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The recurrence of similar sounds at the end of successive lines of verse was not formally recognized by the Greeks and Romans of classical times as a legitimate feature of poetical composition; and having a definite metrical system based upon the laws of syllabic quantity, the need was not especially felt of the added pleasure which the ear receives from rhyme. Nevertheless, rhyme is found in both Greek and Latin verse— in Greek probably as a sort of accident of composition which did, however, heighten the enjoyment of the listener, and in Latin sometimes as a consciously sought device. The two languages, therefore, stand on a different footing in this respect. (See Jahn's Jahrbuch for 1830, p. 256; Casaubon, ad Pers.i. 93, 94.) When the rhyme occurs in Homer, as in the following ( Il. i. 225 Il., 226),
Ἀτρείδην προσέειπε καὶ οὔπω λη_γε χόλοιο
Οἰνοβαρὲς, κυνὸς ὄμματ̓ ἔχων, κραδίην δ̓ ἐλάφοιο, it has no especial significance, and simply occurs with probably no design on the poet's part. In Latin the function of rhyme is more important. The early (native) verse being accented like our own and rough in its structure, did undoubtedly introduce the element of rhyme to please the ear, so that when Ennius transplanted the metrical system of the Greeks and forced the Latin language to conform to its general requirements, he still retained some of the native peculiarities in his lines—especially alliteration and rhyme. (See Alliteration.) The following is a striking example of the conscious use of the latter:
Haec omnia vidi inflammari,
Priamo vi vitam evitari,
Iovis aram sanguine turpari.

And so in another of the older poets quoted by Cicero ( Tusc. i. 28):
Caelum nitescere, arbores frondescere,
Vites laetificae pampinis pubescere,
Rami bacarum ubertate incurvescere.

As the system based on quantity became more and more definitely established, however, rhyme occurs less frequently, until in Vergil it appears to be almost studiously avoided except in rare instances where it heightens the effect by giving a sonorous swell to an impressive utterance, as is the case in the following ( Ecl. iv. 50-51):
Aspice convexo nutantem pondere mundum
Terrasque tractusque maris caelique profundum!

See also Georg. ii. 500, 501; Aen. i. 319, 320; iii. 656, 657; iv. 256, 257; v. 385, 386; viii. 620, 621.

Ovid, partly because of his indolence and partly because his less severe taste probably enjoyed the richness of the melodic effect, uses rhyme with much greater frequency than Vergil; and he also admits the so-called Leonine rhyme, as in the following:
Quem mare carpentem, substrictaque crura gerentem,

Quot caelum stellas, tot habet tua Roma puellas,

and in the pentameter intentionally frequent:
Quaerebant flavos per nemus omne favos.

These Leonine rhymes became more and more frequent in the Silver Age of the language, and render easy the transitional reversion from the classic system to the popular one, as men's knowledge of the laws of quantity grew uncertain owing to the influx of foreign writers and a less careful training in the schools. See Leonini Versus.

Ovid often uses the rhyme to point a climax precisely as Shakspeare does in many of the soliloquies and studied declamatory passages of his plays—e. g. at the end of Macbeth's famous soliloquy:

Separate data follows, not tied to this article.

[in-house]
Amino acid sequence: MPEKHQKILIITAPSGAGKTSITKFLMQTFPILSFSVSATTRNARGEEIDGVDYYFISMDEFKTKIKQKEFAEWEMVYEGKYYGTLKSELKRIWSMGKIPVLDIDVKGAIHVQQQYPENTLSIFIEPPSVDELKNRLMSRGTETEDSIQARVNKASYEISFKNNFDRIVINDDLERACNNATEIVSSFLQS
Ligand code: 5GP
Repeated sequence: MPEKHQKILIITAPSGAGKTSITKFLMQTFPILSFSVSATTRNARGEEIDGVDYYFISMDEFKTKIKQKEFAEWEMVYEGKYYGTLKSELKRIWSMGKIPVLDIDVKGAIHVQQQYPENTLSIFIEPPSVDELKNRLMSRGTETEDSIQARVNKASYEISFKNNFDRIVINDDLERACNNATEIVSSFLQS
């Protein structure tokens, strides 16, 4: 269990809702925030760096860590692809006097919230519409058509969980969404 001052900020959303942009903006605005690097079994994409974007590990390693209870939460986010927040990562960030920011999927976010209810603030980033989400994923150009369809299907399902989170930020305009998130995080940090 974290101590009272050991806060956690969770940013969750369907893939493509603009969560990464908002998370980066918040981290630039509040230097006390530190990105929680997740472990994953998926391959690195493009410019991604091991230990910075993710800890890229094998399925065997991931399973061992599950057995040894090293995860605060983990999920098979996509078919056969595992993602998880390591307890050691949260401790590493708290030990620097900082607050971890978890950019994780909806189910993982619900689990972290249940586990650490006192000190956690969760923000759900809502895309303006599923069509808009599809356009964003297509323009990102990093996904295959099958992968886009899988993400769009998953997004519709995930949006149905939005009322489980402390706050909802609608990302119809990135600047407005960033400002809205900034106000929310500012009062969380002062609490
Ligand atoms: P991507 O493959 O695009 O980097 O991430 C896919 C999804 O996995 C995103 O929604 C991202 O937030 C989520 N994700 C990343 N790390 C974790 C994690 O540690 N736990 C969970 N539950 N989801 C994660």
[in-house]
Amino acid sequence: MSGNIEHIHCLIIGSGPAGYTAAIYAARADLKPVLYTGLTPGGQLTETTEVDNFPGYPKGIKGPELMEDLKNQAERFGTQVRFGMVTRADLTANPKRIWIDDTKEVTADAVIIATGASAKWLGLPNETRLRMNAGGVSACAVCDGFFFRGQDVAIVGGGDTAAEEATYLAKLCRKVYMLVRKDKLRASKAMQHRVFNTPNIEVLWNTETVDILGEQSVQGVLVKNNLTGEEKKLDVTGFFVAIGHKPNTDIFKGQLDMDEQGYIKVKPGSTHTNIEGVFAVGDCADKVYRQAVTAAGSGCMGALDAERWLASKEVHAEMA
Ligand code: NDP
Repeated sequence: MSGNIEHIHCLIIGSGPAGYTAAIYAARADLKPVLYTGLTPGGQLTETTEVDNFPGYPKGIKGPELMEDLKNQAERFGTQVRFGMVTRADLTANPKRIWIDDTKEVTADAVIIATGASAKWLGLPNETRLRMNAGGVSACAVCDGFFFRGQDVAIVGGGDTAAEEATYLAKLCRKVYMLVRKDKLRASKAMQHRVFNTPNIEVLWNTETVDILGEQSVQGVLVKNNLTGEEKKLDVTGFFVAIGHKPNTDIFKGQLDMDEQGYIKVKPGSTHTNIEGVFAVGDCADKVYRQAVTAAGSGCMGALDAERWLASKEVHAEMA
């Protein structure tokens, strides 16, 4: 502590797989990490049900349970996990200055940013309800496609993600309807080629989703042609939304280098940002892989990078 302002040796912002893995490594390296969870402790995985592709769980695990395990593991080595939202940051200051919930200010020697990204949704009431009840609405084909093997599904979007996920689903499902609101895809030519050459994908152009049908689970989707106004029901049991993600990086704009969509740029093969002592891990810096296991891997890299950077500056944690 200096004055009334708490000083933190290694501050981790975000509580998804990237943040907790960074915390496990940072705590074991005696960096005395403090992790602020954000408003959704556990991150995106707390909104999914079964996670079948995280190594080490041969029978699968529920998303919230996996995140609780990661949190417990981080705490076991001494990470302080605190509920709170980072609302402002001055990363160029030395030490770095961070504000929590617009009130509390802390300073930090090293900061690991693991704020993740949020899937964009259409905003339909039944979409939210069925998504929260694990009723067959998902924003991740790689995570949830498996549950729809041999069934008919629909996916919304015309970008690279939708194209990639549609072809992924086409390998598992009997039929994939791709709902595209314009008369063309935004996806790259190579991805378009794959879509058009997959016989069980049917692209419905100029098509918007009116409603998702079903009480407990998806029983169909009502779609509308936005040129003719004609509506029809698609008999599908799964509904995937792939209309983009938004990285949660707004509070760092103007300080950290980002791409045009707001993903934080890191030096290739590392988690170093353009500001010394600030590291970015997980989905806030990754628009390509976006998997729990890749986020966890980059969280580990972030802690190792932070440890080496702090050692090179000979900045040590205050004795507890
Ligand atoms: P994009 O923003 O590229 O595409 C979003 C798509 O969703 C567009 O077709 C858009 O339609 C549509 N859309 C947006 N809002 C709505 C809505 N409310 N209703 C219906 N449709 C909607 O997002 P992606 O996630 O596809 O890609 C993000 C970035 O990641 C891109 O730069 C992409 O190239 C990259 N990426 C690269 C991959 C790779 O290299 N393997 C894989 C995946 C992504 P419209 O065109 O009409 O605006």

Hear it not, Duncan, for it is a knell
That summons thee to heaven or to hell!

and in the spirited address of Henry V. to his troops:
Cheerly to sea; the signs of war advance!
No king in England if not king in France!

The summing up of the whole matter is briefly as follows: rhyme was a subordinate element in the early popular poetry; it was suppressed during the Golden Age of literature, but as learning waned it again came to the front and resumed its place in the compositions of poets, so that in the Christian hymns it has practically supplanted the quantitative system, and appears as fully as in modern poetry.

The toleration and even fondness of the Romans for assonances may be seen even in their prose, as when they bring together such similar words— e. g. florem et colorem (Cic. Brut. 87), veram et meram (Pliny ). For a full list of examples, see Näke in the Rheinisches Museum for 1829, pp. 392-401. When precisely the same syllables are repeated in successive words it is called Parechēsis (παρήχησις)— e. g. vi vitam (in the first passages given above); pleniore ore (De Offic. i. 18); pares res (Hor. Sat. i. 3, 121). When successive words have the same ending, it is called Homoeoteleuton (ὁμοιοτέλευτον).

See Bähr, Geschichte der röm. Lit. ii. p. 681; Schuch, De Poësis Latinae Rhythmis et Rimis (1856); Poggel, Grundzüge einer Theorie des Reims (1836); Grimm, Zur Geschichte des Reims (1855); two papers in Gebaveri Anthologia Dissertatiorum, pp. 265 foll. and 299 foll. (Leipzig, 1733); the introduction to Trench's Sacred Latin Poetry, 3d ed. (London, 1874); and the articles Hymnus; Leonini Versus.

hide References (12 total)
  • Cross-references from this page (12):
    • Homer, Iliad, 1.225
    • Homer, Iliad, 1.226
    • Vergil, Aeneid, 1.319
    • Vergil, Aeneid, 3.656
    • Vergil, Aeneid, 4.256
    • Vergil, Aeneid, 5.385
    • Vergil, Aeneid, 8.620
    • Vergil, Eclogues, 4
    • Vergil, Georgics, 2.500
    • Horace, Satires, 1.3
    • Cicero, Tusculanae Disputationes, 1.28
    • Persius, Saturae, 1
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